Children's Tie-Dye Workshop

 
 
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Late afternoon light settled in the yard of the Center for Empowering Refugees and Immigrants, the shadows of the large green building stretching long and lazy across tables covered in art supplies. A car pulled up in the graveled driveway and three young girls emerged, surveying the scene before them. After grabbing a quick snack inside the Center, they were ready to create.

The girls immediately recognized the day’s craft upon noticing the white t-shirts, dyes, rubber bands, and plastic sheets covering the tables: tie-dye! In order to protect their clothes, Sreyneang from CERI and Leva and Juliet from ARTogether helped the girls cut ponchos out of plastic bags, each creation its own pinnacle of avant-garde fashion. Once protected by the plastic bags, each girl chose the pattern she wanted to replicate. Two decided on the classic multicolored spiral and the third preferred tri-colored vertical stripes. Once the patterns were decided, the girls were ready to begin.

 
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Perhaps the most challenging aspect of the project was the careful twisting and securing of t-shirts, as the way the shirt is folded determines the pattern of the dyes when they are applied. Once twisted and packaged into spirals using rubber bands, the shirts were ready to be dyed. The girls shared the array of brightly colored dyes, dripping dots of color onto the fabric in adherence to the folds of their designs. While one workshopper applied her colors more freely, another proceeded more slowly and meticulously, taking care that every white spot was covered in the color.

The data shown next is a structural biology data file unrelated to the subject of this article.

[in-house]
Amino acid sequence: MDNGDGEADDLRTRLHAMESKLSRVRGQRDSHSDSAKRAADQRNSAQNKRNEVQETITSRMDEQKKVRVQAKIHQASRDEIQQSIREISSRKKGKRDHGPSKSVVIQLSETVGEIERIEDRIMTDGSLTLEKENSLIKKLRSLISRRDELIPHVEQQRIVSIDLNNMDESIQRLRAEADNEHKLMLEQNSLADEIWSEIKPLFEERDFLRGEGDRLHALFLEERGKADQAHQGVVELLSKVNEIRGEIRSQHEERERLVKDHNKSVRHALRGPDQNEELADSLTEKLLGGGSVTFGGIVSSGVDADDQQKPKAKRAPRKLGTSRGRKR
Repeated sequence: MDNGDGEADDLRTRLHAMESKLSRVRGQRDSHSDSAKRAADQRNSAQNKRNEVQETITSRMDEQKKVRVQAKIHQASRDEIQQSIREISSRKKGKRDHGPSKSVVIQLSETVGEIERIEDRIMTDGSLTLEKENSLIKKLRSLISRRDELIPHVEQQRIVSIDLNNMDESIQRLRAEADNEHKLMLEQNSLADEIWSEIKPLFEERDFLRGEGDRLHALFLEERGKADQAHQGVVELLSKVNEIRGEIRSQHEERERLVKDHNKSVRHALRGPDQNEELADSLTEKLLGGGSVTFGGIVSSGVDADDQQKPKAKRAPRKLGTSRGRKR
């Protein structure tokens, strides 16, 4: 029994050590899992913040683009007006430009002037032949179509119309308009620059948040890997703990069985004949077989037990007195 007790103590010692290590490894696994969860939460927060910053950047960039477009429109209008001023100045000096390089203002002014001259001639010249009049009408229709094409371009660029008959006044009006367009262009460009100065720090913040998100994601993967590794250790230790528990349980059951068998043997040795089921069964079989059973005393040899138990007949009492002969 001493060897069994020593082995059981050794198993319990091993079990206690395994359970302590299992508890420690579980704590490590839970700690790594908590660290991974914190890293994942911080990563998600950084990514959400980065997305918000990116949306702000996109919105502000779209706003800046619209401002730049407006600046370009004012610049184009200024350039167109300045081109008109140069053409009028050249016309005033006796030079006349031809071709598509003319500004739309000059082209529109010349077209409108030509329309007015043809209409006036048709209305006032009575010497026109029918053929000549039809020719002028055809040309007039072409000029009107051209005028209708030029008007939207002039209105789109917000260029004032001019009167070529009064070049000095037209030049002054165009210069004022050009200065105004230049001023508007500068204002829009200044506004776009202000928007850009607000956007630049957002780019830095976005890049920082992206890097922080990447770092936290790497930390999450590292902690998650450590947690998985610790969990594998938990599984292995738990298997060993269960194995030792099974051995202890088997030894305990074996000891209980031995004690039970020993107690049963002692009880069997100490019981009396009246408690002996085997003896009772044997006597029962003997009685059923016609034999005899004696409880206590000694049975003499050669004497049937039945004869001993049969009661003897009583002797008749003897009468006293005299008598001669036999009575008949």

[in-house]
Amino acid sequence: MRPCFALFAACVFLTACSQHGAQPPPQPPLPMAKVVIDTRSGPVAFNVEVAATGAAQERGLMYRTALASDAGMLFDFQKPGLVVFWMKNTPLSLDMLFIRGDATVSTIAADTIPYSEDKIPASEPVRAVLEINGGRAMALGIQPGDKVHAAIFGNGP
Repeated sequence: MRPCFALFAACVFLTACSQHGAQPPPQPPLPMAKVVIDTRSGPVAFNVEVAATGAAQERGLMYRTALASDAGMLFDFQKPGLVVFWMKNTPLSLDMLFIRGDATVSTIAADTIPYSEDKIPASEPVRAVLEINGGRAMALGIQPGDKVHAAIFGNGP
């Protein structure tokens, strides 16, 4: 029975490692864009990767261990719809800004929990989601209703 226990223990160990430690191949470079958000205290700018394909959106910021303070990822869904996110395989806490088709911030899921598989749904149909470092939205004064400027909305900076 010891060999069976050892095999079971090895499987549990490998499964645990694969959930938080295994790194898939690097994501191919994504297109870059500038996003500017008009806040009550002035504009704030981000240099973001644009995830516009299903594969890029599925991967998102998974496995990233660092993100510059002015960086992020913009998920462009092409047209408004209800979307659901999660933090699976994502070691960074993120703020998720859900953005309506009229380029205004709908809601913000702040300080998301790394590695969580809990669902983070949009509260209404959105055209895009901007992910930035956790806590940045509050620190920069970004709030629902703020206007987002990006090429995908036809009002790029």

Because of her design, the third workshopper used a tube to roll her shirt, and by slowly adjusting the tube by rolling it vertically along the shirt she applied wide swaths of color in stripes before rubbing the color in. The resulting pattern was vibrant and unique, admired by all involved in the workshop. As for the other designs, due to the way they were wrapped and secured with rubber bands, they could not be unwrapped until the dye had set--a few days after the workshop. Thus, in excited anticipation, the girls packaged their creations in plastic bags to await their unveiling at the next week’s workshop.